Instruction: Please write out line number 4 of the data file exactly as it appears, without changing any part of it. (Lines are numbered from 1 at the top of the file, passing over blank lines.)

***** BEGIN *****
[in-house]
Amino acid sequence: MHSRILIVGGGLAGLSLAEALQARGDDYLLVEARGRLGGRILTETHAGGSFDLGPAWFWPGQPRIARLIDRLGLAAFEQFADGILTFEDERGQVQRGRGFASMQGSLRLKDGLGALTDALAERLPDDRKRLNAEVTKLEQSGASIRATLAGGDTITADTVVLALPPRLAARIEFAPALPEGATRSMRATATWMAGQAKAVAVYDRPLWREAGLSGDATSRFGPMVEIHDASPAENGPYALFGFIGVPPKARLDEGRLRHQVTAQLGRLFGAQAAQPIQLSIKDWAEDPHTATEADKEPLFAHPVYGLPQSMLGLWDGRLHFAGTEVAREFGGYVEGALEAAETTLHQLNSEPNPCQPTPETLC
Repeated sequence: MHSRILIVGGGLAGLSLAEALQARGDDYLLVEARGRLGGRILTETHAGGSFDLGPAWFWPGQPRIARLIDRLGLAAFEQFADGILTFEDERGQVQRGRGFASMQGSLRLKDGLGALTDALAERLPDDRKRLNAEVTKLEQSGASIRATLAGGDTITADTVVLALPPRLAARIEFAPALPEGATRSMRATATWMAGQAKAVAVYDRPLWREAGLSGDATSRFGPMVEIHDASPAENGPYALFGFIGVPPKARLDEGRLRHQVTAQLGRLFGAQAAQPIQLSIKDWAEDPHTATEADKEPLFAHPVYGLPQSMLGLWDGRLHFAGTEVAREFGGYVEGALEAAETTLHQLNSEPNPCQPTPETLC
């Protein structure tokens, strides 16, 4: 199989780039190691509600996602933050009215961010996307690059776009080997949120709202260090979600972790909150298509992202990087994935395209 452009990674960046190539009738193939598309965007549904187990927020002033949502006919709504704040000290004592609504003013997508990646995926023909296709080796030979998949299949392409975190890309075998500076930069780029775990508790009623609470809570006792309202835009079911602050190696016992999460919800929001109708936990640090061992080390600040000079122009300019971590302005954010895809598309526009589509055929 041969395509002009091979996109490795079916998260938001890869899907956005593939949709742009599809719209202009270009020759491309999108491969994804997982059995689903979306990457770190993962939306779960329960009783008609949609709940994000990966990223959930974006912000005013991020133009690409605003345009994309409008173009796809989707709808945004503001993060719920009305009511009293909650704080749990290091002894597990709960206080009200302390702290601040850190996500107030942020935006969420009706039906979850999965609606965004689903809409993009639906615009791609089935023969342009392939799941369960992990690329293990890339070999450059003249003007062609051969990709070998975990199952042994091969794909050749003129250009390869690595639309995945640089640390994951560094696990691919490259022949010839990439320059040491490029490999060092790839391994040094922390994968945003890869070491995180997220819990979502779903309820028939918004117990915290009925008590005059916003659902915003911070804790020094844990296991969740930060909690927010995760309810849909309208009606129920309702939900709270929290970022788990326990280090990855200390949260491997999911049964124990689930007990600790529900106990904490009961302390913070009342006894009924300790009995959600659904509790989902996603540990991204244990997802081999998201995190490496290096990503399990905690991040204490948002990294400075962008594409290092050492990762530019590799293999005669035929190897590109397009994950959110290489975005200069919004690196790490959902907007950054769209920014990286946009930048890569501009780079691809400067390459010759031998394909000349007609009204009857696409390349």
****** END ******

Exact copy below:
């Protein structure tokens, strides 16, 4: 199989780039190691509600996602933050009215961010996307690059776009080997949120709202260090979600972790909150298509992202990087994935395209 452009990674960046190539009738193939598309965007549904187990927020002033949502006919709504704040000290004592609504003013997508990646995926023909296709080796030979998949299949392409975190890309075998500076930069780029775990508790009623609470809570006792309202835009079911602050190696016992999460919800929001109708936990640090061992080390600040000079122009300019971590302005954010895809598309526009589509055929 041969395509002009091979996109490795079916998260938001890869899907956005593939949709742009599809719209202009270009020759491309999108491969994804997982059995689903979306990457770190993962939306779960329960009783008609949609709940994000990966990223959930974006912000005013991020133009690409605003345009994309409008173009796809989707709808945004503001993060719920009305009511009293909650704080749990290091002894597990709960206080009200302390702290601040850190996500107030942020935006969420009706039906979850999965609606965004689903809409993009639906615009791609089935023969342009392939799941369960992990690329293990890339070999450059003249003007062609051969990709070998975990199952042994091969794909050749003129250009390869690595639309995945640089640390994951560094696990691919490259022949010839990439320059040491490029490999060092790839391994040094922390994968945003890869070491995180997220819990979502779903309820028939918004117990915290009925008590005059916003659902915003911070804790020094844990296991969740930060909690927010995760309810849909309208009606129920309702939900709270929290970022788990326990280090990855200390949260491997999911049964124990689930007990600790529900106990904490009961302390913070009342006894009924300790009995959600659904509790989902996603540990991204244990997802081999998201995190490496290096990503399990905690991040204490948002990294400075962008594409290092050492990762530019590799293999005669035929190897590109397009994950959110290489975005200069919004690196790490959902907007950054769209920014990286946009930048890569501009780079691809400067390459010759031998394909000349007609009204009857696409390349």